carbon budget


NASA’s Carbon Trackers Yield New Maps

Almost lost amid the Copenhagen media clutter was last week’s meeting of the American Geophysical Union in San Francisco. So this week we’re playing a little catch-up. Climate Watch contributor Molly Samuel has the last of three posts on some things that caught our attention at AGU.

The UN’s Collaborative Programme on Reducing Emissions from Deforestation and Forest Degradation in Developing Countries, or REDD, was a big topic the past two weeks at the climate conference in Copenhagen. Wealthy countries, including the United States, have put billions of dollars on the table to help developing countries use sustainable forestry practices.

Back here on the California climate beat, there’s forestry-related news, too. Scientists at the NASA Ames Research Center in Mountain View (see map, below) have been working with the California Energy Commission and the Air Resources Board to measure California’s greenhouse gas emissions for the state’s mandated greenhouse gas inventory under AB-32 (the Global Warming Solutions Act of 2006).

Carbon mapping by satellite. Image: NASA

Carbon-mapping California by satellite. Image: NASA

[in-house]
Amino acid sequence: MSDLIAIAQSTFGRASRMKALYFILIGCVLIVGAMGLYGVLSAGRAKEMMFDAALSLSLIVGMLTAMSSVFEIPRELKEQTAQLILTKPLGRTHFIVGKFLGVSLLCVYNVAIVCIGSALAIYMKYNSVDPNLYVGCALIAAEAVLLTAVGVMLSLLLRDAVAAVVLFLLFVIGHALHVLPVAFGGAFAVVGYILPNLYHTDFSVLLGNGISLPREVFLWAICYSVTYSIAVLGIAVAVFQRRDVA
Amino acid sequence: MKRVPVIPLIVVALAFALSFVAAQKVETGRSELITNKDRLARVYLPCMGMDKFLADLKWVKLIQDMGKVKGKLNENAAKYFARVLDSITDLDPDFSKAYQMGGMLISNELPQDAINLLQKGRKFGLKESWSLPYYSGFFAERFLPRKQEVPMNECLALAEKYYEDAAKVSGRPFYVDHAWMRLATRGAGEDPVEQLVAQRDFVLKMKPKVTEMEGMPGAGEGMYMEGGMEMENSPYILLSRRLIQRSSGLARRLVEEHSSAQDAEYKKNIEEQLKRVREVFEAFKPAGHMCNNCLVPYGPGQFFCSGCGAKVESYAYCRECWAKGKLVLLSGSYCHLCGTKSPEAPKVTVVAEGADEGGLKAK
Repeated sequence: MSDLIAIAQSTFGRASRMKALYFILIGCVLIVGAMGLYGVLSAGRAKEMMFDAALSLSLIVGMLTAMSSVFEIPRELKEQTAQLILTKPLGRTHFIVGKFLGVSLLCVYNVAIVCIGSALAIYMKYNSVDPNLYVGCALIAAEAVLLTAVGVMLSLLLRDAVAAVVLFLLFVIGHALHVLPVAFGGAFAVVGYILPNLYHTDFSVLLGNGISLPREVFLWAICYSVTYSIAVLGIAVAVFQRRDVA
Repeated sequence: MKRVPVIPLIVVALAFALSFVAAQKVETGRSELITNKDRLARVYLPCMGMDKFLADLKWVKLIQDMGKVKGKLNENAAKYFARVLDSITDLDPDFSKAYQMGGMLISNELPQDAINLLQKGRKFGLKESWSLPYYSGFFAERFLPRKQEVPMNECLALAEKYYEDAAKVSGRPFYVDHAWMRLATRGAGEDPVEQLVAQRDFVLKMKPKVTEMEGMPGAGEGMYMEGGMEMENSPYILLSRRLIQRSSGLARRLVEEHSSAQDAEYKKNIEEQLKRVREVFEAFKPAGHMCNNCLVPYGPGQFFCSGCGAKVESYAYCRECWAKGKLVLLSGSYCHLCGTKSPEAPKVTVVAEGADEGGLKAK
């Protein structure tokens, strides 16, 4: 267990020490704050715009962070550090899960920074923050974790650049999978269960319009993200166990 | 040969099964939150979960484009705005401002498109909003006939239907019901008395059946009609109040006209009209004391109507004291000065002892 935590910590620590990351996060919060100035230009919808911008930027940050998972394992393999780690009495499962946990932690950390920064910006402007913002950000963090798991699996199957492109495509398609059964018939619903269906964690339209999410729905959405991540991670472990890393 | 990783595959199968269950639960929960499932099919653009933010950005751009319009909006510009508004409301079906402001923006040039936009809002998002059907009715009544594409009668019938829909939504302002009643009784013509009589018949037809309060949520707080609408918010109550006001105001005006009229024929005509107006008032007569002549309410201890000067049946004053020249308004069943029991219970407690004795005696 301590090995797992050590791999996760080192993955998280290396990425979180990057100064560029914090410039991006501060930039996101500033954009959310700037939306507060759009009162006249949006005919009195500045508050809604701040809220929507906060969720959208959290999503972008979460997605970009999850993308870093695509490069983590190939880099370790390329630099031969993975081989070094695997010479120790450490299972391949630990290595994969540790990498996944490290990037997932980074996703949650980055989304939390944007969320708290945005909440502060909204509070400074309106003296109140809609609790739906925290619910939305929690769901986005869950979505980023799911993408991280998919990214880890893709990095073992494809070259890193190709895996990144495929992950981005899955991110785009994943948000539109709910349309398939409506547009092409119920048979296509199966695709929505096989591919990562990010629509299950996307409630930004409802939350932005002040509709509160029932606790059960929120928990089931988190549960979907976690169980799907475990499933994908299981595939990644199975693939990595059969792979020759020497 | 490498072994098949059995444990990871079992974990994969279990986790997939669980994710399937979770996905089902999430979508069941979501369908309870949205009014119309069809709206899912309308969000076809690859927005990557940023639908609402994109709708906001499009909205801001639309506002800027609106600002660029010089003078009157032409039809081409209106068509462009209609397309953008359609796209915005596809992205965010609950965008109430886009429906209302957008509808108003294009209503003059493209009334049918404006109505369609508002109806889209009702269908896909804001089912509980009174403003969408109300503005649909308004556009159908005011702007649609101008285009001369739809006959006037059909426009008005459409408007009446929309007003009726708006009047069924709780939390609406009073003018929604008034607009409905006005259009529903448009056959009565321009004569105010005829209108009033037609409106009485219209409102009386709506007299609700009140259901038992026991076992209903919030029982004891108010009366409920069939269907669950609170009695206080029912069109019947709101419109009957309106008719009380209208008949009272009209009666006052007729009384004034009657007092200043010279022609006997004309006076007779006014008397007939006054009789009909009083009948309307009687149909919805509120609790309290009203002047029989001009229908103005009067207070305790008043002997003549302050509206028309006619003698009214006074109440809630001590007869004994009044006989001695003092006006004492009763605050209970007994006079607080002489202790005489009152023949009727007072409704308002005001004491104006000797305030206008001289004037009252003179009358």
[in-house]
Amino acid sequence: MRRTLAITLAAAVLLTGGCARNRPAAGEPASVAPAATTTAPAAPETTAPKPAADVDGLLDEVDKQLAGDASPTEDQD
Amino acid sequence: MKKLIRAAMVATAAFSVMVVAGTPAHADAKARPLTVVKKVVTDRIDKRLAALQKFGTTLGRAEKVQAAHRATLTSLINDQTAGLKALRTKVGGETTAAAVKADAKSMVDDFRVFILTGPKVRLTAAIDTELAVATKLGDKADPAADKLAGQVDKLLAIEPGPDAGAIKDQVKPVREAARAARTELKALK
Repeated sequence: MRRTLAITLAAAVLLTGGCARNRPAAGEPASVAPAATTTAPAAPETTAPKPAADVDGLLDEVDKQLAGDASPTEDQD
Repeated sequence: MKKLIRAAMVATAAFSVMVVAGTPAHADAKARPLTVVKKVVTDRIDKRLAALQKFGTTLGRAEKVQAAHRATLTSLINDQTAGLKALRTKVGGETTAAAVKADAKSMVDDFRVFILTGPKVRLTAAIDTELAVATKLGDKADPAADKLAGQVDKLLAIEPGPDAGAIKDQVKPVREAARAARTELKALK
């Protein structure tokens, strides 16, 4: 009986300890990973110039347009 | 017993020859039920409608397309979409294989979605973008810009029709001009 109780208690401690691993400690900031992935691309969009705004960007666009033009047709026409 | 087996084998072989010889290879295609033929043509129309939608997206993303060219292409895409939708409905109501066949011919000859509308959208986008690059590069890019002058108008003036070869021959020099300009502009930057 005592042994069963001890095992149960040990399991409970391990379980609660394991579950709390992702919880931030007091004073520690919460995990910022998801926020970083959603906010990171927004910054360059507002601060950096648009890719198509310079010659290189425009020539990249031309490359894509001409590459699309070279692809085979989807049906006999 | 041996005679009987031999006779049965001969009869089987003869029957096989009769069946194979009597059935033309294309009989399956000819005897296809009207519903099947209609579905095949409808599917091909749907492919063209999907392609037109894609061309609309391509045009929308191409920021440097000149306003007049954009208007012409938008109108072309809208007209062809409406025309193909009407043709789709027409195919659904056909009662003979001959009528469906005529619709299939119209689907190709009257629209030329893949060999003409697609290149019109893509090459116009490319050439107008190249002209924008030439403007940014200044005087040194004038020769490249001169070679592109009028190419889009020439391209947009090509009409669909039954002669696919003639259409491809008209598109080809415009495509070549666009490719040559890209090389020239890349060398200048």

At the American Geophysical Union conference in San Francisco, NASA’s Christopher Potter shared information he’s gathered using MODIS, an imaging instrument that’s hitching a ride on NASA’s Terra satellite. Potter’s data shows that California’s ecosystems–forests, grasslands, croplands, wetlands, etc.–emit about the same amount of carbon that they absorb each year. And in wet years, they absorb considerably more. In an email Potter says, “the natural ecosystem sources can decrease or increase the net emissions of CO2 in the state by about 15%, depending on whether it is a normal precipitation year or a below-normal precipitation year, respectively.”

MODIS isn’t NASA’s only tool aimed at California as it circles the earth. AIRS, or Atmospheric Infrared Sounder, collects data from the troposphere (the layer of the atmosphere closest to the earth). NASA designed it to improve weather forecasting—the troposphere is where our weather happens–but it’s turned out to be an effective instrument for measuring carbons as they bubble up from the earth and circulate in the atmosphere.

Having collected seven years of data on carbon dioxide, carbon monoxide, and methane, scientists (and now you) can actually see where the carbons are coming from and where they go. NASA has posted animations showing the methane emitted by wildfires in California, and maps of carbon dioxide concentrations around the world.